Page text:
PERSEPOLIS The Story of a Childhood.
Persepolis is Marjane Satrapi’s self portrait of daily life in Iran from the age of six until the age of fourteen, covering the period that saw the overthrow of the Shah’s regime, the triumph of the Islamic revolution, through to Iran/Iraq war, highlighting the devastating effect it had on the country & its people. We see this through the eyes of Marjane an intelligent and outspoken child of committed Marxists ("caviar leftists"), and the granddaughter of one of Iran’s last emperors. Drawn in black and white, the graphic novel found great popularity following it’s release, and was translated into several languages. The English edition was translated by Blake Ferris and Satrapi's husband, Mattias Ripa.
To be honest, I wasn’t sure if I would like this book, my first graphic novel & only picked as an experiment as to whether I’d like such books. As I child I loved comics, read all the usual ones, but I grew up and left such childish things behind (or so I thought). Recently, I’ve seen a lot of Graphic Novels & started to become intrigued by some of them, so after a quick check through the online library I saw this one (having seen the film reviewed on The Culture Show awhile ago).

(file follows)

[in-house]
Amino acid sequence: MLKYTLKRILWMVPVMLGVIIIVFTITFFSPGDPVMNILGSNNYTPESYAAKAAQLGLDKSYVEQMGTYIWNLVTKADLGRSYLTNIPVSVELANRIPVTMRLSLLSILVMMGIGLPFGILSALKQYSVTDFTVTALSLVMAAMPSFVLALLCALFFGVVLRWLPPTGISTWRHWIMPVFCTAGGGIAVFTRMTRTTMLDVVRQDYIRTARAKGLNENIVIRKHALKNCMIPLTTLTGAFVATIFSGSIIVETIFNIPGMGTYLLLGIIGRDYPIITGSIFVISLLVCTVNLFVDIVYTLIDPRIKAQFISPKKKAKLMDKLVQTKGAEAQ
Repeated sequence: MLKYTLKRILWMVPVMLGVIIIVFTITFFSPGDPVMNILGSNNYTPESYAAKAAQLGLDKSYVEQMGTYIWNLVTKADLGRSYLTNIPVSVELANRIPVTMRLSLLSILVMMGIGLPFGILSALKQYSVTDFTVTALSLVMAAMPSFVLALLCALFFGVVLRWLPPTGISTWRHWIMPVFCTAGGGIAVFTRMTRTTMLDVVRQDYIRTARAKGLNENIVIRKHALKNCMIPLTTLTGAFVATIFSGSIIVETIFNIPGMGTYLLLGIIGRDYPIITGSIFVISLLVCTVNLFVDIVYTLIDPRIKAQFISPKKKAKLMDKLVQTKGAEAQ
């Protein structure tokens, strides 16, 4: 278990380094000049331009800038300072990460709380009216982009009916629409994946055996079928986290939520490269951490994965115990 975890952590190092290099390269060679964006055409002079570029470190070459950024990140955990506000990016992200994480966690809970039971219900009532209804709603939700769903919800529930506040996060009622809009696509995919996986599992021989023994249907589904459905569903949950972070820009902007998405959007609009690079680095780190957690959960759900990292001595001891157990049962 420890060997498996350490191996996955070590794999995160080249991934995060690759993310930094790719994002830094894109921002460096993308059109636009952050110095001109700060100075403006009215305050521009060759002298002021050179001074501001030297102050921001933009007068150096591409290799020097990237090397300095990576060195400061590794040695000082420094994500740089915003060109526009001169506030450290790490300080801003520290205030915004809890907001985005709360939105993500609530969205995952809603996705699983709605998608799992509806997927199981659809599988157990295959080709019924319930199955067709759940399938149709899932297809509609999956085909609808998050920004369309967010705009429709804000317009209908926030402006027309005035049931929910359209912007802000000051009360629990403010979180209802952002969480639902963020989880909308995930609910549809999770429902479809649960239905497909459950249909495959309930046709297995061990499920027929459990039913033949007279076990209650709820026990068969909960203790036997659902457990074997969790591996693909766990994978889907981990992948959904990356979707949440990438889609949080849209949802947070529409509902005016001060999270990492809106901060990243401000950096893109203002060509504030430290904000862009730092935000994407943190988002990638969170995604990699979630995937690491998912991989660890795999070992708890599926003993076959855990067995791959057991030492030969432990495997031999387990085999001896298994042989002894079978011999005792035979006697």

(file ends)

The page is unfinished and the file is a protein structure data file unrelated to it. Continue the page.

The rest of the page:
And yet I loved it, raced through it like an Olympic athlete on banned substances, ruined my literary elitism amongst my work colleagues by going on about “some comic book” instead of the latest translated epic thousand page no one’s ever going to read book, that I normally carry like some badge of office. Loved the stark black and white imagery, the simplicity of the drawings, Loved the humour, the irony, the way the simple everyday reality was put across.
This child's eye view of dethroned Emperors, state sanctioned whippings, and heroes of the revolution allows us to learn, as she does, the history of this fascinating and closed country. Persepolis is a story about growing up and at the same time a reminder of the price paid by the individual during times of war and political oppression. This is a book of minor revolutions, small acts of rebellions, hidden beneath a regime known only for its rigid dogma and fundamentalism.
An Interview with Marjane Satrapi(bookSlut)